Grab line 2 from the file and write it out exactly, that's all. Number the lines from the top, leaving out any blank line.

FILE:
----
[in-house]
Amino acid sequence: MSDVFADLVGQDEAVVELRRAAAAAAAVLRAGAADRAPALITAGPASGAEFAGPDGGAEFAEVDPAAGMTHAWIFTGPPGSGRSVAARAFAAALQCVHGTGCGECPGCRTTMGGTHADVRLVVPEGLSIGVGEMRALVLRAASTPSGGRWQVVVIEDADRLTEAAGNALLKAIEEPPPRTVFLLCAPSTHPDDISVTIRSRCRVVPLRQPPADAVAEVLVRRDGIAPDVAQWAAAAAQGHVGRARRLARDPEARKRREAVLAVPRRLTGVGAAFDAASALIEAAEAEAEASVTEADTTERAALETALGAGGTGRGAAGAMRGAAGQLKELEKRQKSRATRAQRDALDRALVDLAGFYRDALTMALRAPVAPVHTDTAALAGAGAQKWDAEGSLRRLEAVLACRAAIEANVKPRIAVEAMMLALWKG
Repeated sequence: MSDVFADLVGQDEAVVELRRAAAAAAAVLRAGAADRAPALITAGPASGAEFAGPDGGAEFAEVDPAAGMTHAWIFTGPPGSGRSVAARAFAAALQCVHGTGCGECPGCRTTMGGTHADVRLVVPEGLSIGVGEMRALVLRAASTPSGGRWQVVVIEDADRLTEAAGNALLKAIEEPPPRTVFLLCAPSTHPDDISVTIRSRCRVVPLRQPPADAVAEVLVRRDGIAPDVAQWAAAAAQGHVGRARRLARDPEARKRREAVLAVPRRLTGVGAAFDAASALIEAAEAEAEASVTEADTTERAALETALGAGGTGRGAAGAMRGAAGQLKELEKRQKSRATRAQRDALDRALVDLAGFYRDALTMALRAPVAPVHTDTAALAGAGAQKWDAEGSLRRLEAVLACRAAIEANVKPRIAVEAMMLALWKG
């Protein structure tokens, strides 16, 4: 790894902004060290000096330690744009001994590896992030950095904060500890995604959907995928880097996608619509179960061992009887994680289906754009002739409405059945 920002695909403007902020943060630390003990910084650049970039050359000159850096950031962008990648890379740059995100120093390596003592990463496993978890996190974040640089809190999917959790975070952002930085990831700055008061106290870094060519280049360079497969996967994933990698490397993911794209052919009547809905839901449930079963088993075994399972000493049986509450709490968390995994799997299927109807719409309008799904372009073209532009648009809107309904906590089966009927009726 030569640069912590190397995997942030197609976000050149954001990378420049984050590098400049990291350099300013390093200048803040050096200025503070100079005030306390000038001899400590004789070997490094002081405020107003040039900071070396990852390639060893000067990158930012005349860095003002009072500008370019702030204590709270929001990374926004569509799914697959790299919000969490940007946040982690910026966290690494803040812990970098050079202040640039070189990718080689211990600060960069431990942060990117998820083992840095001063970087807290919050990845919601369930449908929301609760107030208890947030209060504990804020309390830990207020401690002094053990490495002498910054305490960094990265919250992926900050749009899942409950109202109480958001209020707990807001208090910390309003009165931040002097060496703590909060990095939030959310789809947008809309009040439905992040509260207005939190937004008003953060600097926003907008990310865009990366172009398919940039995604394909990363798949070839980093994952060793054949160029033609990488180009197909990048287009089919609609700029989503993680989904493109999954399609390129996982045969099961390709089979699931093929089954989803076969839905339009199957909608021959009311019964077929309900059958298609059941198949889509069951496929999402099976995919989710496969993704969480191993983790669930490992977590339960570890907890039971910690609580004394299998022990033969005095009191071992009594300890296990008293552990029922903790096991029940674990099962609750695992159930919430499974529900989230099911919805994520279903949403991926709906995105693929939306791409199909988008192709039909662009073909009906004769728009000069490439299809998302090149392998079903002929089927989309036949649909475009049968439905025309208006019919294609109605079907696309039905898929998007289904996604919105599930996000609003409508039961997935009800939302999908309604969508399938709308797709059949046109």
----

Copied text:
Amino acid sequence: MSDVFADLVGQDEAVVELRRAAAAAAAVLRAGAADRAPALITAGPASGAEFAGPDGGAEFAEVDPAAGMTHAWIFTGPPGSGRSVAARAFAAALQCVHGTGCGECPGCRTTMGGTHADVRLVVPEGLSIGVGEMRALVLRAASTPSGGRWQVVVIEDADRLTEAAGNALLKAIEEPPPRTVFLLCAPSTHPDDISVTIRSRCRVVPLRQPPADAVAEVLVRRDGIAPDVAQWAAAAAQGHVGRARRLARDPEARKRREAVLAVPRRLTGVGAAFDAASALIEAAEAEAEASVTEADTTERAALETALGAGGTGRGAAGAMRGAAGQLKELEKRQKSRATRAQRDALDRALVDLAGFYRDALTMALRAPVAPVHTDTAALAGAGAQKWDAEGSLRRLEAVLACRAAIEANVKPRIAVEAMMLALWKG